I was the first to be sceptical when I heard about a new Jumanji movie. Like many people of my generation, I grew up with the original Robin Williams film, and I thought that in this era of tasteless reboots in name only, the end result would only be an insult to the late actor’s memory. I couldn’t have been more wrong. This latest Jumanji film is a fun, rollercoaster ride blockbuster. It doesn’t aspire to much high cinema, but what it sets out to do, it does well.
Jumanji: Welcome To The Jungle only has tangential links to the original, but these are handled in decent enough ways. The original featured a jungle themed board-game that was able to generate real animals and monsters from the game, and which you had to “play” to win and banish the box. This instalment flips the tables when it sucks the four protagonists into the game instead, which now takes the form of a videogame system rather than a boardgame. Aside from that premise, there’s one mention of previous protagonist Alan Parrish, and that’s done more as an Easter Egg than anything else.
The videogame premise may not be original, but is handled well here. We are introduced to four high school students. Spencer is nerdy, Bethany is spoiled, Fridge is the jock, and Martha is shy and nerdy. However, once sucked into the game, they become the avatars of the characters they unknowingly chose. The nerdy Spencer is now Smolder Bravestone (Johnson), and the tough Fridge is now his manservant, the diminutive Mouse (Hart). The angle of an actor playing a character who is actually a different character is done well here, and the contrast between who these characters all and who they see themselves as in the game adds to the comedy and character development in meaningful ways.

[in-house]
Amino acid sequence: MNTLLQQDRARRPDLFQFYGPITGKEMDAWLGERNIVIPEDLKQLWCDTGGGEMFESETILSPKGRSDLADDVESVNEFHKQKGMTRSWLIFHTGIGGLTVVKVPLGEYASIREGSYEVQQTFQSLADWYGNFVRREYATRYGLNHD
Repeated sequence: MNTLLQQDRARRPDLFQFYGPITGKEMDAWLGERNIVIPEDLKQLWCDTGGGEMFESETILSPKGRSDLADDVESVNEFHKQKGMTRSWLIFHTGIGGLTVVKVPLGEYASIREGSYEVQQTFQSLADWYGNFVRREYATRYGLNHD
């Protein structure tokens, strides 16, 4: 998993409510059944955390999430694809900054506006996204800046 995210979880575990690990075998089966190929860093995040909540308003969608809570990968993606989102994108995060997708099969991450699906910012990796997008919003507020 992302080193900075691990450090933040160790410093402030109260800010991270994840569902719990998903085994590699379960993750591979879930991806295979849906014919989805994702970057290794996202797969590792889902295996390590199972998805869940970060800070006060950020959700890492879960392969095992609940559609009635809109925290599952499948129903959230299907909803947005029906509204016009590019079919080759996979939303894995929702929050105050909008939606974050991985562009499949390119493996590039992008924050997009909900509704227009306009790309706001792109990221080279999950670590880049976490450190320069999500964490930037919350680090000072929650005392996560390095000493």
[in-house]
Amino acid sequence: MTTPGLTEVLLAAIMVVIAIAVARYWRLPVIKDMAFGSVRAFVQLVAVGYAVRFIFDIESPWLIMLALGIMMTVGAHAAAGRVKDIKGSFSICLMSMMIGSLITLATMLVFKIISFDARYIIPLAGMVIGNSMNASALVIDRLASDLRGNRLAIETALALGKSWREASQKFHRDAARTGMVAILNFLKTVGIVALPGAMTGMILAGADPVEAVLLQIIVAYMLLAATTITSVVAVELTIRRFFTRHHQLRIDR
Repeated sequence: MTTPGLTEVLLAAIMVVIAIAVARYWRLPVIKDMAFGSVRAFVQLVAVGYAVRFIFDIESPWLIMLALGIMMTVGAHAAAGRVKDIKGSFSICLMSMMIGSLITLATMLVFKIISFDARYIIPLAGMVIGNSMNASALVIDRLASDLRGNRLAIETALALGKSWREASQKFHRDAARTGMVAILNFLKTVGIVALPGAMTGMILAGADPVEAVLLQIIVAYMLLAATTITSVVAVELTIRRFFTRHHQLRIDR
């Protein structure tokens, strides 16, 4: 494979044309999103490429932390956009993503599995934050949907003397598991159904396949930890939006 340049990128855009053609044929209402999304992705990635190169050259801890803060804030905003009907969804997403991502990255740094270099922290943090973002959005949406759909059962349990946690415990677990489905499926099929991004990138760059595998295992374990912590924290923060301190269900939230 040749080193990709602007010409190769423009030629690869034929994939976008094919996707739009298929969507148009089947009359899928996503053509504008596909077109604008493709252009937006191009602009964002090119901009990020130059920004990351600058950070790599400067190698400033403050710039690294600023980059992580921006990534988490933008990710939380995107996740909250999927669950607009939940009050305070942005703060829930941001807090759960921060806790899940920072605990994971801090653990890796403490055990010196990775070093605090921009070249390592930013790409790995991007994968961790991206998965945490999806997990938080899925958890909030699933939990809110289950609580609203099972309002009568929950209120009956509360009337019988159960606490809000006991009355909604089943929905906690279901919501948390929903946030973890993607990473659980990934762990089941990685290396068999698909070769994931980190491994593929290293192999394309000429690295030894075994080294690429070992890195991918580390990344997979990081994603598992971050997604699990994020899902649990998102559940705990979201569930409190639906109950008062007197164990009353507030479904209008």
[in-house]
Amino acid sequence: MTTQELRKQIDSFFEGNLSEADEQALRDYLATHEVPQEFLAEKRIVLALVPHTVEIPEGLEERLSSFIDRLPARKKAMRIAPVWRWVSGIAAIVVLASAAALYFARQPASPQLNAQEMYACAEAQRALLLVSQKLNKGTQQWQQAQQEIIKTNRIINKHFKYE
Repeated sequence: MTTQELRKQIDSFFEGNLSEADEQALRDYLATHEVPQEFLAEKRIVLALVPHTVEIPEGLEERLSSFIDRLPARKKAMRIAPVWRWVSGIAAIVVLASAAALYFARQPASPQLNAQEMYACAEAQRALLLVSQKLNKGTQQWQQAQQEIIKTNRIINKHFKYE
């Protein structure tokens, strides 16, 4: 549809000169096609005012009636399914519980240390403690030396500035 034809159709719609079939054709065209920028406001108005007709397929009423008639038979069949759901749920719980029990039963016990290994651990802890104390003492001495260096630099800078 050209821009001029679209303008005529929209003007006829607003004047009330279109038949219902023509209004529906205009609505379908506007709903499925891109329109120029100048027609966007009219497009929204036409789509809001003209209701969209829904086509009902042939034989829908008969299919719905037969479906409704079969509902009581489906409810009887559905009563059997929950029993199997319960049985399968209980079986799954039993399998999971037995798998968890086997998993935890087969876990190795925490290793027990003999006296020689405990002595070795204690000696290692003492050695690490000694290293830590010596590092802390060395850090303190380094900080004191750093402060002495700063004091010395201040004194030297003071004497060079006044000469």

The characters are actually all nicely rounded, and have decent growth arcs by the end of the movie. The rest of the runtime is filled with decent enough set-pieces, comedy and action in equal measures. There are some old-fashioned ideas about games, but they play well into the comedy, from having limited lives, to dealing with NPCs who only repeat the one line over and over, to having to face the fact that your character only has limited special abilities and skills.
The central plot in the game is very much just something to have the characters do while they get to know each other and overcome their own personal issues. They have to return a gemstone to a sacred mountain while facing against a generically evil type villain, but that isn’t the point – seeing all these actors interacting as the avatars of their teenage players was.
I watched Jumanji: Welcome To The Jungle with the whole family, and we had a lot more fun than when we normally have to compromise and get a family movie out for the kids. It’s not the sort of film that wins Oscars, but then again it doesn’t want to be. In some ways though, it even succeeds at portraying the strange situation of online avatars representing us better than Ready Player One does, and that was the entire point of that movie. Here it happens accidentally, almost by chance.